Children play on an Irish Traveller site on Dale Farm in 2011. A young boy with glasses rubs his eyes outside in Dale Farm, which was once the site of the largest Irish Traveller concentration until families were evicted in 2011. A health impact assessment helped house this indigenous group.

How a Health Impact Assessment Helped House Irish Travellers

An HIA that focused on Irish Traveller housing programs proves successful because it empowered the population.
A hemodialysis machine in a bedroom.

A Bad Mix: Utility Shut-Offs and Chronic Illnesses

In most states, a household can avoid or delay termination of its utility service due to overdue balances if the shut-off would significantly impact their health. But the process isn’t as simple as it may seem
grand rapids skyline

Smaller Cities Are Laboratories for Change

In smaller cities it is typically much easier to engage high levels of leadership, get traction for strategies that are more visible, engage the wider community, build trust, and scale solutions more quickly than in larger areas. Here are a few examples.
california construction site

California’s Endless Housing “Crisis”

In many ways, the recognition of the current “crisis” stems from middle- and upper-income Californians finally being impacted, and using their power to push for solutions that would address their situation. But their solutions ignore another population.
An African-American man and woman stand happily outside on their front porch. The woman is wearing a red coat and a black and white hate, while the man is reader a read Oakland A's hat and a black jacket.

Getting Ahead of Gentrification in the South Side of Columbus

More than a decade after several groups came together to improve substandard housing in the South Side of Columbus, signs of gentrification and forced displacement are beginning to emerge. Can something be done so current residents can afford to stay in their neighborhoods for years to come? The short answer is yes.
The polygon outline is the residential census tract for the participants’ housing project community, represented by the single black marker. Green markers represent places participants identified as positive, healthy, and good, while red markers represent places identified as negative, unhealthy, and bad.

The Real Limits of Imaginary Lines

We can’t truly understand how a person’s health is affected by where they live if we look only at data within arbitrary boundaries like census tracts and ignore the places people actually go and don’t go every day.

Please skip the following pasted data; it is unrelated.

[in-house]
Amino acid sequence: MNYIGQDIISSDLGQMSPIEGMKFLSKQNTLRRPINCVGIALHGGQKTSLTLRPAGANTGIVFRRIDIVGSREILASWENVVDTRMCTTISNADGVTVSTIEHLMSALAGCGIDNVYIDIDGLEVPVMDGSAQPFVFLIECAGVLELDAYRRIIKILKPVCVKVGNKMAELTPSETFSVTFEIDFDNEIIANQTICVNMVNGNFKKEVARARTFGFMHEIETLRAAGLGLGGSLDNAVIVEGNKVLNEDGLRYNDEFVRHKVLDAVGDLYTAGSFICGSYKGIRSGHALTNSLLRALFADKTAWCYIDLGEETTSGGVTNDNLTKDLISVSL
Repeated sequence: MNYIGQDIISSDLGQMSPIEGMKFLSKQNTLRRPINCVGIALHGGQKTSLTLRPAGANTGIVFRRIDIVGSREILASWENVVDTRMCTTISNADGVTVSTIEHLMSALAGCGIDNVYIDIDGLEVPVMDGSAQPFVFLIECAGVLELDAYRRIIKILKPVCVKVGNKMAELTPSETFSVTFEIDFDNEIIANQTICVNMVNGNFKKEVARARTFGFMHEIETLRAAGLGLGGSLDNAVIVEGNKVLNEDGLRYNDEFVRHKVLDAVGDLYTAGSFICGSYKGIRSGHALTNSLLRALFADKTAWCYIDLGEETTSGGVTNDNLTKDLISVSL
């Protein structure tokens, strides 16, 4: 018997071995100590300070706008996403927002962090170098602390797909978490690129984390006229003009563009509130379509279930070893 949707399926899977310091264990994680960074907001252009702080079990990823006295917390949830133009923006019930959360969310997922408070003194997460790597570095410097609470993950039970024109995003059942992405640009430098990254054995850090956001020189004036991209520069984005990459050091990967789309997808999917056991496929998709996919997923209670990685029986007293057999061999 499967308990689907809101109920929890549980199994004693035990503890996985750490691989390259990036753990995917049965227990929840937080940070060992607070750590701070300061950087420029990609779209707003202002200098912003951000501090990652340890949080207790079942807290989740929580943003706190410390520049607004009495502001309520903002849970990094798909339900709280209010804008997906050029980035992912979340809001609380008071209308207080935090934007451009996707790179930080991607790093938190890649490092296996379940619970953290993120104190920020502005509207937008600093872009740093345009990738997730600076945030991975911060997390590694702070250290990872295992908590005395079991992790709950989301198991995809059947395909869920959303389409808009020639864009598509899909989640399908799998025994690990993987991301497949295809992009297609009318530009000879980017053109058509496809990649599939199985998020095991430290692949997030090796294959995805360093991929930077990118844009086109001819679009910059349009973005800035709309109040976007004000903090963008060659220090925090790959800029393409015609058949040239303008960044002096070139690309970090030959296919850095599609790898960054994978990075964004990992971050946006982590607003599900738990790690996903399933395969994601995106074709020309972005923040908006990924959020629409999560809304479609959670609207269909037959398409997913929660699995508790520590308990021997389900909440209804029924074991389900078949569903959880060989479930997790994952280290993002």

Several residents, as well as some children, enjoy outside exercise equipment.

Getting Health on Board

It’s becoming increasingly common for community development corporations and grassroots housing organizations to have board members from the health care sector. Here's why.
A lightbulb is on in a dark room. The utility company has kept the lights on.

When Domestic Violence and Utility Bill Debt Intersect

In Pennsylvania, domestic violence survivors are often not afforded the protections they are entitled to because many people are often unaware of the Responsible Utility Customer Protection Act and its provisions. A three-year pilot program aimed to change that.
migrant farm workers

Shelter Shorts—The Week in Community Development, April 27

Climate Gentrification | A Marijuana Tax for Housing? | Homeownership Alone Can't Close the Wealth Gap | Illegal ICE Raids on Farms | Keeping An Eye on Opportunity Zones | More...
Barcelona apartment buildings

Shelter Shorts—The Week in Community Development, April 20

NIMBYs, YIMBYs, PHIMBYs-Oh My! | Can Algorithms Make Equitable Cities? | Retail Segregation Takes a Toll | E.R. Visits and "Tough" Neighborhoods | Enough Innovation Already | More...
an IV drip

A Marketplace for Health and Housing to Exchange Money—Has the Time Come?

Why would there be a need for a marketplace that values health? The answer is simple: our current “investments” in health are not working.
tents and tarps on a lot

Shelter Shorts—The Week in Community Development, April 6

Gentrification Is Bad For One's Health | Housing Teachers-At School | Protecting Space for Local Business | TOD Doesn't Have to Displace | Community Artists Win in Court | More . . .
sidewalk

Where Were All the Sidewalks Built?

A health and community development partnership leads to a revelation for a city transportation department.

Tools of the Trade: Measuring the Health-Related Returns of Community Development

Partnerships are becoming more the norm and less the exception, but how do we know that they are actually having a good effect on health, well-being, and economic opportunity?

Why Do We Care About Health Equity?